If you know Steve Carell from “The Office,” then you know he’s mastered the art of awkward and tense humor. He has the ability to take a cliched movie scene and make it believable and realistic, partly by making it uncomfortable when it should be using his body language and short, punctuated sentences. What Carell is less known for is presenting this in more serious types of comedies, like “Dan in Real Life” and “Little Miss Sunshine.” Carell is the everyman, who is able to make us laugh, make us feel sorry for him and make us want to be just like him. This why he shines in the new comedy “Crazy, Stupid, Love.”

Carell plays Cal Weaver, who’s wife Emily (four-time Oscar-nominee Julianne Moore; “Boogie Nights,” “The Kids Are All Right”), has just informed him that she has slept with someone else, and is now asking for a divorce. As Cal tries to pick up the pieces of his life, he finds himself in the same swanky bar most nights spouting off the details of his divorce to anyone within earshot. He’s soon approached by the extremely well-dressed Jacob Palmer (Oscar-nominee Ryan Gosling; “Half Nelson,” “The Notebook”), who Cal has noticed is a very successful pick-up artist. Jacob offers to help Cal regain his manhood and move on with his life, and this odd couple friendship begins. Jacob takes Cal under his wing with tips on wardrobe, conversation and generally how to carry himself. Soon enough, Cal is a bit of a ladies man, with a new attitude and a new look that surprises his ex-wife. Meanwhile, Cal and Emily’s 13-year-old son Robbie is struggling with the woes of true love, as his infatuation toward his babysitter, Jessica (former “America’s Next Top Model” finalist Analeigh Tipton), begins to reach an unhealthy level, despite Jessica’s infatuation with someone else.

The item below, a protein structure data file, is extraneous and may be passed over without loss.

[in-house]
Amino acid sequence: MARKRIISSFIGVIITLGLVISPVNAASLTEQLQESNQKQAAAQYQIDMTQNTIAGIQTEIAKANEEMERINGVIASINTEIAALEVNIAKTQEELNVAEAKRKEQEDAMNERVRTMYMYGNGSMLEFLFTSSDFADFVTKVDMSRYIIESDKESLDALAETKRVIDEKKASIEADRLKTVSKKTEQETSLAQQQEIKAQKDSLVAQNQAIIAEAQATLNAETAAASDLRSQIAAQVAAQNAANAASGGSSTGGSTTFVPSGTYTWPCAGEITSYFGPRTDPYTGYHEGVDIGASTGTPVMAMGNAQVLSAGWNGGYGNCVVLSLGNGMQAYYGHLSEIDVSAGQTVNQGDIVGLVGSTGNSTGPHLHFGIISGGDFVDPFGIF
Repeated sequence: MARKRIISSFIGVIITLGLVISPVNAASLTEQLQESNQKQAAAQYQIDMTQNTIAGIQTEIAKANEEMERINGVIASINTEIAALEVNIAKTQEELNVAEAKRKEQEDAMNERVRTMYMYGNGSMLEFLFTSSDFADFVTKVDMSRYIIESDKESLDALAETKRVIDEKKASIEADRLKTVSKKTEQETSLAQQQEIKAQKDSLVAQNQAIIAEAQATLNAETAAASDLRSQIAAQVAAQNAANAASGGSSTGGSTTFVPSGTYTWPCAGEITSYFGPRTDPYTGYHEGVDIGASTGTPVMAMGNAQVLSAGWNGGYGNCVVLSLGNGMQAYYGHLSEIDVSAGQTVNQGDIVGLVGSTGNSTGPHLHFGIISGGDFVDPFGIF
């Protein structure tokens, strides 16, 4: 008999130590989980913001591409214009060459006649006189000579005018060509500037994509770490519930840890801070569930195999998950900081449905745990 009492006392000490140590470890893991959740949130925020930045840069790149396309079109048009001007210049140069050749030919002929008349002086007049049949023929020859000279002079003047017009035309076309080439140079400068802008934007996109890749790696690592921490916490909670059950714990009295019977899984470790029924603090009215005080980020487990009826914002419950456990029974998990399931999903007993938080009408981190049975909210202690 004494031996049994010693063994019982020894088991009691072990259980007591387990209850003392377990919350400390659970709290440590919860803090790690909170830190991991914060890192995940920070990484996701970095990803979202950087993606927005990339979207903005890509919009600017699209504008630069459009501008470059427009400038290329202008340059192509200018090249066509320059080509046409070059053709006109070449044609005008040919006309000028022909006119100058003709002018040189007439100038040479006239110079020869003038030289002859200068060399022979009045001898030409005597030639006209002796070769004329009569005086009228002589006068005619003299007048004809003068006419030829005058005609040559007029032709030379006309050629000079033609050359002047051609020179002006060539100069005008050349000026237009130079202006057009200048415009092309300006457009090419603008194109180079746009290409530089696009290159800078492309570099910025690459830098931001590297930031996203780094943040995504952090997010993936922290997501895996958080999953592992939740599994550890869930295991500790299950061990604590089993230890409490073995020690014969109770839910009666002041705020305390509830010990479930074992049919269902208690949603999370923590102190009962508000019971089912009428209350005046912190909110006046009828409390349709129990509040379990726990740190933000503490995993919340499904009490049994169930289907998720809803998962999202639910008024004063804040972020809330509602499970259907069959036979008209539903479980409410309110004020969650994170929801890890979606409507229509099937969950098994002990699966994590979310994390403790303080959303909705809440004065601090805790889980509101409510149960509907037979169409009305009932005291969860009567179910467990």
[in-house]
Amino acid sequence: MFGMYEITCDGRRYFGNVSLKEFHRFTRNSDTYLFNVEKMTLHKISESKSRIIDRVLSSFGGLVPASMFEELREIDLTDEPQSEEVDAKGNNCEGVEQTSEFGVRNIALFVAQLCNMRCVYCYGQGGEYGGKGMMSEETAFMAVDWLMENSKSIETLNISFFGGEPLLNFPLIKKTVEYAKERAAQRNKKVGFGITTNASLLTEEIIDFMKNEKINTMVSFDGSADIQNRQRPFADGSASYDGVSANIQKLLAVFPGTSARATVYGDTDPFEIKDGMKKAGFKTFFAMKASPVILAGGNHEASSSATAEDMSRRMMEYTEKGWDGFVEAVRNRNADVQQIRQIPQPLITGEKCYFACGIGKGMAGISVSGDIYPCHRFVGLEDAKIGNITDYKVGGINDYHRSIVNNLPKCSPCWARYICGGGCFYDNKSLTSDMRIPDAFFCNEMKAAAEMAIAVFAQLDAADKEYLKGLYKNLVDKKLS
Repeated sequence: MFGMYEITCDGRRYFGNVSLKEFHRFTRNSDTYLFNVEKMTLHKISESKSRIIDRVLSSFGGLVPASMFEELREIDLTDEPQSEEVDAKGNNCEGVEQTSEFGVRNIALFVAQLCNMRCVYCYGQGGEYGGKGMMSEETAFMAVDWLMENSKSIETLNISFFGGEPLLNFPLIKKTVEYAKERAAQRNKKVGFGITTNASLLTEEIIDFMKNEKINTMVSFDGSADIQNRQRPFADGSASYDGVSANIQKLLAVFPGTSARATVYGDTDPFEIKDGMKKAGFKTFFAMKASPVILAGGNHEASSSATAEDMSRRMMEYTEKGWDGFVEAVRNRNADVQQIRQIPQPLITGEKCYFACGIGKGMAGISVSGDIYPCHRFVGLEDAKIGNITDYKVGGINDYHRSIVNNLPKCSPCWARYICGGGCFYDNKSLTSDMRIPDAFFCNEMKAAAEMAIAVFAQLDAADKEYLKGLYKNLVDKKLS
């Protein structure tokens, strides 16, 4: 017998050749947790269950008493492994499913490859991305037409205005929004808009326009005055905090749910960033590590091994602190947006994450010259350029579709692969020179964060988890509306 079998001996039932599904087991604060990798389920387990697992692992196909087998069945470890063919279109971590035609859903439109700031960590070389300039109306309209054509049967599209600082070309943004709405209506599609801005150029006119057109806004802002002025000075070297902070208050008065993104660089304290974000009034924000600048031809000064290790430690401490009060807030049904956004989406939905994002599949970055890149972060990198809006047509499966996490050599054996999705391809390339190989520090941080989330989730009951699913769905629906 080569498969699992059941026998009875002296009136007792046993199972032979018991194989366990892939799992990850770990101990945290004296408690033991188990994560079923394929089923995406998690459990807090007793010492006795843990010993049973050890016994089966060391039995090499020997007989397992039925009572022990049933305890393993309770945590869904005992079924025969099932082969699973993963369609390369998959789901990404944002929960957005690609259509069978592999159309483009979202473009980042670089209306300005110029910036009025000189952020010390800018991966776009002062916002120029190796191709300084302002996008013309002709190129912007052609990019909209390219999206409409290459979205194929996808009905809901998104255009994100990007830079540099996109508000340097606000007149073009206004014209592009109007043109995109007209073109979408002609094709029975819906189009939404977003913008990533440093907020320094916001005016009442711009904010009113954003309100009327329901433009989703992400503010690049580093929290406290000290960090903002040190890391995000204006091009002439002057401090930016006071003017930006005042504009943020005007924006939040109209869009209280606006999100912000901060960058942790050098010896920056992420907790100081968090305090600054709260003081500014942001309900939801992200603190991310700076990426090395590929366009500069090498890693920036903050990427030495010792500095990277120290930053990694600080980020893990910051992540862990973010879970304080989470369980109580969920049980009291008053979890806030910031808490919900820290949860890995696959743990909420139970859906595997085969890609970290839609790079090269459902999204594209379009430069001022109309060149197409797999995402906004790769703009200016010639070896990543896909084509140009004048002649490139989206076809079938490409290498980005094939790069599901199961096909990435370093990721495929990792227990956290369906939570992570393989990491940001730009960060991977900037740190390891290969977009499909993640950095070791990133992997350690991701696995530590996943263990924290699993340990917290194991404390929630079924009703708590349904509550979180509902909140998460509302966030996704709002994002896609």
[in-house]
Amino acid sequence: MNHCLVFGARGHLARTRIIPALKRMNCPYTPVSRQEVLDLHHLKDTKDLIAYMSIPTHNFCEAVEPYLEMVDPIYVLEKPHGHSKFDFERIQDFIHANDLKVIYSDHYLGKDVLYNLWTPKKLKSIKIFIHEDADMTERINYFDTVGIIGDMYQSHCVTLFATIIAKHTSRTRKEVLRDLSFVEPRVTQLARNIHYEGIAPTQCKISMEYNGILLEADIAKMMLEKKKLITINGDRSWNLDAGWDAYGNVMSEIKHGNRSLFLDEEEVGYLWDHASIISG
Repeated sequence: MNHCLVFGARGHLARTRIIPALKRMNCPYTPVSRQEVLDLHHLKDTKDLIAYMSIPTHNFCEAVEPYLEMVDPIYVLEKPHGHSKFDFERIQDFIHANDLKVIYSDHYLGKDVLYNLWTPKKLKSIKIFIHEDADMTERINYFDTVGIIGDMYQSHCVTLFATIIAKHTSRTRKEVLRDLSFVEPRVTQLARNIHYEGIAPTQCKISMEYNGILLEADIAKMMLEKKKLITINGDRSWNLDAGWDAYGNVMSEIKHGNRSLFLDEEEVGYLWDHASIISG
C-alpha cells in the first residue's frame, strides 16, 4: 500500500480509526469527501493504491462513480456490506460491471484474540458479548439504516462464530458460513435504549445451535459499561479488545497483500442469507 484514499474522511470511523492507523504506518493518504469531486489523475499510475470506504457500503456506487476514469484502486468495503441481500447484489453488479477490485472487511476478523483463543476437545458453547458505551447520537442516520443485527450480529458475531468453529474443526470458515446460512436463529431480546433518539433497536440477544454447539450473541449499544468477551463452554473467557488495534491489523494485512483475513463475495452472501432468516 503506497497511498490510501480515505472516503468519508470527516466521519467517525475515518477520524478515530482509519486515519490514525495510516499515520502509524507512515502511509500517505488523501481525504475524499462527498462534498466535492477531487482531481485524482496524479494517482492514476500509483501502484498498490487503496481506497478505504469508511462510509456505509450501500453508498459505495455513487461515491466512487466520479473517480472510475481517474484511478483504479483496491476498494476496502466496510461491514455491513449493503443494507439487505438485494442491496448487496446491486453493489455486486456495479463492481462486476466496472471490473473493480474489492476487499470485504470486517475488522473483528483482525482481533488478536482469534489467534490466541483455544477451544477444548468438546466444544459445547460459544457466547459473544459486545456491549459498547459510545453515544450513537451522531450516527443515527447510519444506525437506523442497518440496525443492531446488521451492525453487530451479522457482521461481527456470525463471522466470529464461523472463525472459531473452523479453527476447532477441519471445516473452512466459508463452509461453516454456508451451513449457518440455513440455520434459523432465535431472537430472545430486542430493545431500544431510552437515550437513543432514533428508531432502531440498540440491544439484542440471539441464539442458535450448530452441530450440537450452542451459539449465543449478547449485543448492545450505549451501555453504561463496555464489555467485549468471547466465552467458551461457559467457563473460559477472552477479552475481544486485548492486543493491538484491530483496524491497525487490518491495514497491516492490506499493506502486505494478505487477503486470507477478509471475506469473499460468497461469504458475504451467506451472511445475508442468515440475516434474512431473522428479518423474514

The reason “Crazy, Stupid, Love” works so well against some romantic comedy cliches is its ability to walk that line without actually crossing it, particularly the moment it begins to pour rain on Cal and he simply mutters, “What a cliche,” completely redeeming the scene. This might be the point of his character and of the divorce plot. When going through such a situation, it’s probably difficult not to feel like a cliche, or like you’re living out a movie. We see Cal go through a transformation in his appearance and his confidence, but he remains the good person he was. His promiscuity is merely an attempt to move on with his life. Jacob comes off as an arrogant womanizer when we first meet him, but he gradually reveals the person beneath who is simply trying to buy and screw his way to happiness. Jacob meets his match in Hannah (the charming and hilarious Emma Stone; “Easy A,” “The Help”), who was the only female we see able to resist his charm. Hannah is able to break through Jacob’s exterior, and Emily is able to cut through Cal’s newly developed shell. Young actor Jonah Bobo, who plays Cal’s son Robbie, is an awkwardly intelligent youth who seems to understand the true pain and perseverance of love – more than any adults in the film. Robbie’s ideas about love are written off because of his young age, but everyone soon realizes that it might just be that simple after all. Oscar-winner Marissa Tomei (“The Wrestler,” “My Cousin Vinny”) and Kevin Bacon (“Mystic River,” “Apollo 13”) make good comedic additions (Bacon as the man Emily cheated on Cal with). As everything progresses the way a comedy should, every sub plot collides in moment so well orchestrated and entertaining. You realize there were plot twists you weren’t expecting, and everything takes a new turn that ends in a dramatic, yet spirit-lifting speech at an eighth grade graduation.